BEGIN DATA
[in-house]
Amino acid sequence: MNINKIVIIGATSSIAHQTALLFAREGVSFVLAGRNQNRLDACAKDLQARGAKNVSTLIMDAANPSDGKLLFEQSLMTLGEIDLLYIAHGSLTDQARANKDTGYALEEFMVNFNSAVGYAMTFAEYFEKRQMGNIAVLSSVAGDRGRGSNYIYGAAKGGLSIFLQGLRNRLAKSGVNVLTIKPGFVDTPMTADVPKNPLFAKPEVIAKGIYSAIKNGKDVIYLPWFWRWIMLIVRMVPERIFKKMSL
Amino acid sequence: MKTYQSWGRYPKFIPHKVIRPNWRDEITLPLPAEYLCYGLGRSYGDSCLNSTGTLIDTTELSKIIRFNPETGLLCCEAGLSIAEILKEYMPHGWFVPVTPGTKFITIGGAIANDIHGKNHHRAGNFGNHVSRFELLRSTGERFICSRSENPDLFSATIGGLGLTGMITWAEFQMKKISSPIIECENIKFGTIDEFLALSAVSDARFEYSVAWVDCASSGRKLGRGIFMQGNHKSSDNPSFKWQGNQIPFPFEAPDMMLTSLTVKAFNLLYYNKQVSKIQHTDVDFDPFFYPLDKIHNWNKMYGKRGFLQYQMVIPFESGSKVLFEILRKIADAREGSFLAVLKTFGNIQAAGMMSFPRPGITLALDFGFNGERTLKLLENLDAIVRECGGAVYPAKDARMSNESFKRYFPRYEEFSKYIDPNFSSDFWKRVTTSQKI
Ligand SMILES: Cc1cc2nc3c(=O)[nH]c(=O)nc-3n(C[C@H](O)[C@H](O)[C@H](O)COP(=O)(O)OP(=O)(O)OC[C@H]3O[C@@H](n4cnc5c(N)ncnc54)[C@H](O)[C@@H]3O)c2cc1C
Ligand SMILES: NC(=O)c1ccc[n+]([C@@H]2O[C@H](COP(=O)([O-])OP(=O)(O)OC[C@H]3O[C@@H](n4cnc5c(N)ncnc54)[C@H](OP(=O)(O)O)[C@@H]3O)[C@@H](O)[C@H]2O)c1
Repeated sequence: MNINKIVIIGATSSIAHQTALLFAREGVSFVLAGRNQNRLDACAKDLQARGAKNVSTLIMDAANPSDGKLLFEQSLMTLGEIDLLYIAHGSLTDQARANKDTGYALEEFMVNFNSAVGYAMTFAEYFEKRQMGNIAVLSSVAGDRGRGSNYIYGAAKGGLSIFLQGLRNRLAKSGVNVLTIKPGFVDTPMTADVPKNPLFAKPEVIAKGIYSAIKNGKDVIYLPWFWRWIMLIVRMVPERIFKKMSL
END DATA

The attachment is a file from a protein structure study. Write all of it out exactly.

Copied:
[in-house]
Amino acid sequence: MNINKIVIIGATSSIAHQTALLFAREGVSFVLAGRNQNRLDACAKDLQARGAKNVSTLIMDAANPSDGKLLFEQSLMTLGEIDLLYIAHGSLTDQARANKDTGYALEEFMVNFNSAVGYAMTFAEYFEKRQMGNIAVLSSVAGDRGRGSNYIYGAAKGGLSIFLQGLRNRLAKSGVNVLTIKPGFVDTPMTADVPKNPLFAKPEVIAKGIYSAIKNGKDVIYLPWFWRWIMLIVRMVPERIFKKMSL
Amino acid sequence: MKTYQSWGRYPKFIPHKVIRPNWRDEITLPLPAEYLCYGLGRSYGDSCLNSTGTLIDTTELSKIIRFNPETGLLCCEAGLSIAEILKEYMPHGWFVPVTPGTKFITIGGAIANDIHGKNHHRAGNFGNHVSRFELLRSTGERFICSRSENPDLFSATIGGLGLTGMITWAEFQMKKISSPIIECENIKFGTIDEFLALSAVSDARFEYSVAWVDCASSGRKLGRGIFMQGNHKSSDNPSFKWQGNQIPFPFEAPDMMLTSLTVKAFNLLYYNKQVSKIQHTDVDFDPFFYPLDKIHNWNKMYGKRGFLQYQMVIPFESGSKVLFEILRKIADAREGSFLAVLKTFGNIQAAGMMSFPRPGITLALDFGFNGERTLKLLENLDAIVRECGGAVYPAKDARMSNESFKRYFPRYEEFSKYIDPNFSSDFWKRVTTSQKI
Ligand SMILES: Cc1cc2nc3c(=O)[nH]c(=O)nc-3n(C[C@H](O)[C@H](O)[C@H](O)COP(=O)(O)OP(=O)(O)OC[C@H]3O[C@@H](n4cnc5c(N)ncnc54)[C@H](O)[C@@H]3O)c2cc1C
Ligand SMILES: NC(=O)c1ccc[n+]([C@@H]2O[C@H](COP(=O)([O-])OP(=O)(O)OC[C@H]3O[C@@H](n4cnc5c(N)ncnc54)[C@H](OP(=O)(O)O)[C@@H]3O)[C@@H](O)[C@H]2O)c1
Repeated sequence: MNINKIVIIGATSSIAHQTALLFAREGVSFVLAGRNQNRLDACAKDLQARGAKNVSTLIMDAANPSDGKLLFEQSLMTLGEIDLLYIAHGSLTDQARANKDTGYALEEFMVNFNSAVGYAMTFAEYFEKRQMGNIAVLSSVAGDRGRGSNYIYGAAKGGLSIFLQGLRNRLAKSGVNVLTIKPGFVDTPMTADVPKNPLFAKPEVIAKGIYSAIKNGKDVIYLPWFWRWIMLIVRMVPERIFKKMSL